The Advantages & Disadvantages of Foreign Owned Subsidiaries

A subsidiary is a company, corporation or limited liability company that is controlled by a parent company. The parent owns more than 50% of the subsidiary’s voting stock. For the purposes of taxation and regulation, the parent company and subsidiary are considered separate entities. The subsidiary, and consequently the parent company, must adhere to the laws of the country where the subsidiary resides.

Incorporating a subsidiary in a foreign country

Incorporating a subsidiary in a foreign country can be a great way to set out feelers in different markets and get a sense of how your business could if at all, fit into the regional area. Developing and emerging markets can offer excellent growth prospects for businesses either setting up or expanding overseas but they can be risky.

It is essential to review a number of factors before making any decisions on when, where and how you are going to make your move and establish yourself as a competitor. These include political stability, logistics infrastructure, availability of skilled workers in your sector, legal systems, fiscal and monetary policies, and rights on the property.

If you time your entry in your chosen market well you will get a head start on any future competitors by already occupying and having local knowledge of the area. A strong customer base and good working relationships with local suppliers are the foundations of business and can take years to establish so getting in early is advised.

A subsidiary can be set up starting from nothing or through the acquisition of a local company, depending on the location there are benefits to both choices.

Advantages of Foreign-Owned Subsidiaries

There are various advantages of choosing a subsidiary as the business vehicle for your company set up or expansion internationally. The main aspect is the control and support of the parent company. The already established parent company will have the resources and employees to staff the subsidiary so the subsidiary receives a ready-made network of people with experience in the business.

Many parent companies send executives to subsidiaries to get them started, ensuring they have a reliable person in authority to manage the subsidiary’s operations. The brand and reputation of the parent company also transfer to the subsidiary so all the intellectual property is protected from rival firms.

Much of the day to day business aspects of the companies can be shared between the parent and subsidiary, with joint financial systems, shared marketing programmes, and cooperative administrative services available. This can save both money and resources as well time developing and putting them into place. Because the assets of the subsidiary are controlled by the parent company, the parent company has the authority to invest as much or as little as they want into the subsidiary, depending on how well its location within the new market goes and reducing the risk of financial loss as a result.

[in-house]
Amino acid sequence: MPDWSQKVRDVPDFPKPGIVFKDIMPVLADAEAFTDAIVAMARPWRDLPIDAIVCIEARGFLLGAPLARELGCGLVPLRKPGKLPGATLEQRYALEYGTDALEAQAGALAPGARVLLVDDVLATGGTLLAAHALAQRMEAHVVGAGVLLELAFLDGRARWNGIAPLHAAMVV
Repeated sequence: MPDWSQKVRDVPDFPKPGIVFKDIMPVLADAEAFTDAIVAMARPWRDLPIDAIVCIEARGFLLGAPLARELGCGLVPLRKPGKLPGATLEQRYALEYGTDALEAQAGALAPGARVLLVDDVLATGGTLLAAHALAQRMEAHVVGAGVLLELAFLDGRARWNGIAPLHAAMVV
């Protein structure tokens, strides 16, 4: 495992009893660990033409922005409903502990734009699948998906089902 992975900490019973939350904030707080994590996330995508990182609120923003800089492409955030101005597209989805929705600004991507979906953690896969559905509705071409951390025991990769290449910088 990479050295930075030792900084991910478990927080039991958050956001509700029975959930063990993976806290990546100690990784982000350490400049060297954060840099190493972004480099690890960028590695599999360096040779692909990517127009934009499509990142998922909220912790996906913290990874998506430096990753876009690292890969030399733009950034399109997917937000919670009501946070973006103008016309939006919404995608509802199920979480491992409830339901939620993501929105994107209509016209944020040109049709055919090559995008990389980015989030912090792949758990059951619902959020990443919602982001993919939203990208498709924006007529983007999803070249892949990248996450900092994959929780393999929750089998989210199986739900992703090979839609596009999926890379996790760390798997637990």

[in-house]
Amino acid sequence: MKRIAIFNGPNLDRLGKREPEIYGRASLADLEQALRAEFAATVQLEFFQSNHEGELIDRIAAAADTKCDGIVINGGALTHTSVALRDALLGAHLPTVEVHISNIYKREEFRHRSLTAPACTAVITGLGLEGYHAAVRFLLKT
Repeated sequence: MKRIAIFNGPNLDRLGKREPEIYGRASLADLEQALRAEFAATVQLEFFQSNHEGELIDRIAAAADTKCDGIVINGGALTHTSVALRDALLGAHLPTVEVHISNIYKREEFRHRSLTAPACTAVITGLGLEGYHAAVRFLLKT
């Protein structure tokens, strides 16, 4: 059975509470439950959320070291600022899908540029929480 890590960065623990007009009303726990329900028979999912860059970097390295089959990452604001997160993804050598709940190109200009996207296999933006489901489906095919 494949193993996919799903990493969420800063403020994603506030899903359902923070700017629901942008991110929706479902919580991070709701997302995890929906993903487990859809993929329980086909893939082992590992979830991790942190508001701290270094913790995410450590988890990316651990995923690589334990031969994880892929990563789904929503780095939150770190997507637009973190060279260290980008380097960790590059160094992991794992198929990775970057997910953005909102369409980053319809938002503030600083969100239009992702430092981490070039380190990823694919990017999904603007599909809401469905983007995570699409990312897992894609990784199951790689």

Disadvantages of Foreign-Owned Subsidiaries

The main disadvantage of setting a subsidiary abroad is the cost. Acquiring a local company may be a quicker way to establish the company in its new surroundings but it will also be a more expensive option. It may be difficult for the parent company not to overpay for the local company’s assets and the price will be bumped up further if there is a bidding war.

The usual problems of working in a foreign country also apply. There could be language difficulties, cultural differences, and a lack of workers skilled in the areas you need. It is important to remember that the parent company holds all responsibility for the subsidiary and so any legal or financial action taken could lead to implications for the parent company. For this reason following local procedures and regulations to the letter is necessary to avoid charges or fines.

Establishing a foreign subsidiary can be your first step to business success abroad. Assessing all the options and carefully weighing up the benefits and risks will allow you to determine whether it is worth a go for you. Getting advice from a company formation expert can help answer any questions you have and overcome some cultural and language difficulties so take advantage of their expertise.

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